Jeep Adventures – Capitol Reef Country
Capitol Reef Country has so many fantastic Jeep trails to explore, and with varying lengths and levels of difficulty you can really find one that’s perfect for you. Capitolreef.org has a great interactive feature to help pin down the perfect trail. Visit www.capitolreef.org/trails-search.html and use the dropdown menus to narrow your search by location, difficulty, and type of trail. Each trail page will bring up detailed information, trail tips, photos, and a map—you can even download and print a take-along PDF file. So, for example, if you’re looking for an easy Jeep trail near Hanksville, simply choose those search parameters and then read up on Angel Point, Horseshoe Canyon, Robber’s Roost, and Planets to the Past.
Preparation Notes: Always go prepared with plenty of fuel, food, water, a first aid kit, and other necessary supplies. Check the weather forecast and remember that higher elevation trails can get rain, sleet, hail, or even snow at almost any time of year. Road conditions can change dramatically during inclement weather. We encourage you to check with appropriate land agencies to gain additional information, as needed.
Easy to Moderate
Jeep newbies and families will want to start out on easy on the axle. Easy trails are usually maintained and available year round. North Slope begins in Teasdale, and is easy until the last few rocky miles. Slow your roll and take in the scenery—and consider hiking from Green Lake to the mountain peak at 11,000 feet for the best views. Swing Arm City is an open area near Caineville is known more for the challenges than the views; you’ll find all levels of terrain here. Near Hanksville, the Angel Point trail is mostly maintained surface with a few red sand and dirt patches, and has some of the most spectacular views you’ll find around Capitol Reef. Inside Canyonlands National Park, the 27-mile Horseshoe Canyon trail includes a 2-mile hike and a narrow passage along the cliff’s edge. The Robber’s Roost trail takes you deep into the remote heart of outlaw country, and Planets to the Past rides through rugged, red rock terrain so out-of-this-world it’s used as a research station to gain insight to the Red Planet.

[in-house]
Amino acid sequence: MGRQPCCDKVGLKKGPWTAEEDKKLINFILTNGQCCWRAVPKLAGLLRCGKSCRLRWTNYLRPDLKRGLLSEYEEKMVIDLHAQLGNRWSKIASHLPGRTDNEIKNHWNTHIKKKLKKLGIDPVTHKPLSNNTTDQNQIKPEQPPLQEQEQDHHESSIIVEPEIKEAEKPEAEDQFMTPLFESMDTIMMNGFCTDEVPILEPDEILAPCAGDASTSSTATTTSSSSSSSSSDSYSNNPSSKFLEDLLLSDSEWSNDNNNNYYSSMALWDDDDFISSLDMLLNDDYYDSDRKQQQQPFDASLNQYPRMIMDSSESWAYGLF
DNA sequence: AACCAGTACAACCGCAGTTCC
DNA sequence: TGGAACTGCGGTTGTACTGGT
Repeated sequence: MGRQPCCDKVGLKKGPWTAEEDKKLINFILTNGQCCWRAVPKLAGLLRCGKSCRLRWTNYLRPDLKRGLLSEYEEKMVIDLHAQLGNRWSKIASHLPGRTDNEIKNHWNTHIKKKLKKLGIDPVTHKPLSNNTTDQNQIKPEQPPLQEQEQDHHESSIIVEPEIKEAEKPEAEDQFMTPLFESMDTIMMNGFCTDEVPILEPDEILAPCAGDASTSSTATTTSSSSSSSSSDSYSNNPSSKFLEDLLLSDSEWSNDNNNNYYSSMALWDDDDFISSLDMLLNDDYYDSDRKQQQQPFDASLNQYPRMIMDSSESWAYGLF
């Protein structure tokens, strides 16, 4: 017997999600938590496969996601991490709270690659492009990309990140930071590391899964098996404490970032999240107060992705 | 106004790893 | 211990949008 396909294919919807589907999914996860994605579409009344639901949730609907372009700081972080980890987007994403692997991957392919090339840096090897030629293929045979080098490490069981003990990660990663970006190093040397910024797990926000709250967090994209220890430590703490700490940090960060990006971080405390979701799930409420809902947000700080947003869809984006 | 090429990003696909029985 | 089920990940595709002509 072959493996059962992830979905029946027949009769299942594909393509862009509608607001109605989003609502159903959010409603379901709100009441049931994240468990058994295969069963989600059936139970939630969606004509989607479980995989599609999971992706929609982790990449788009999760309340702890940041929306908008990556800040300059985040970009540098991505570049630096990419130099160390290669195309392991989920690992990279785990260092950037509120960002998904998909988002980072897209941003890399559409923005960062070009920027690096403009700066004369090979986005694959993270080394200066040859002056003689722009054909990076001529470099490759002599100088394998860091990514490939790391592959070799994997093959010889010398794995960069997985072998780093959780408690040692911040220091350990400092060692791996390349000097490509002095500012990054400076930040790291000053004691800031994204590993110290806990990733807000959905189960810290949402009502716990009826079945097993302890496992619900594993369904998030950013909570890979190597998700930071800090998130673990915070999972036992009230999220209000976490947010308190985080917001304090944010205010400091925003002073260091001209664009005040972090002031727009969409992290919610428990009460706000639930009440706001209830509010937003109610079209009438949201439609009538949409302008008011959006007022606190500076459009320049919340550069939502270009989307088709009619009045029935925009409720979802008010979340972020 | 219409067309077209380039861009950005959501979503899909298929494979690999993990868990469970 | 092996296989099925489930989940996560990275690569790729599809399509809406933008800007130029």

For more intergalactic-style off-road adventure, hit the lunar landscape of Moonscapes and Goblins trail (see trail list). The Jeep trail begins at Factory Butte off Highway 24 in Hanksville, and passes through terrain that looks like the moon, with views of mythical Goblin Valley in the distance. Also near Hanksville are Bull Creek Pass, a 68-mile self-guided auto and hiking trail through the Henry Mountains (one of the last areas in the U.S. to be explored), and Blue Benches, a Class B maintained road with some wash crossings and Class D spur roads for extra adventure.
Other moderate Jeep trails in Capitol Reef Country include Velvet Ridge/Hell’s Hole and Lower Bowns/Oak Creek near Torrey, Dark Valley Trail in Bicknell, Tidwell Slopes near Loa, Burro Wash East near Notom. The 60-mile Cathedral Valley loop connects to Highway 24 near Caineville, and passes through part of Capitol Reef National Park. You’ll find fascinating monoliths and desert vistas here so awe-inspiring they beckon travelers from around the world.
The Donkey Reservoir staging area is in Teasdale. The trail is mostly maintained with dirt and rocky areas but weather conditions can rapidly change the difficulty. It’s about 6.8 miles from the staging area to Donkey Reservoir, and along the way you’ll see the largest Ponderosa pine in Dixie National Forest—a true testament to the extreme beauty of the landscape.
Adrenaline junkies with hardcore off-road experience may want to challenge the Poison Spring trail that leads down to the Dirty Devil River. The staging area is just off Highway 95 in Hanksville. Plan at least 2.5 hours for the 32-mile round-trip trail. Extremely challenging, you’ll wind through canyons, cross washes, and wedge through narrow passages. Come prepared with fuel and supplies. It’s a thrill-a-minute along this remote, rocky trail!
Visit www.capitolreef.org/trails-search.html to learn more.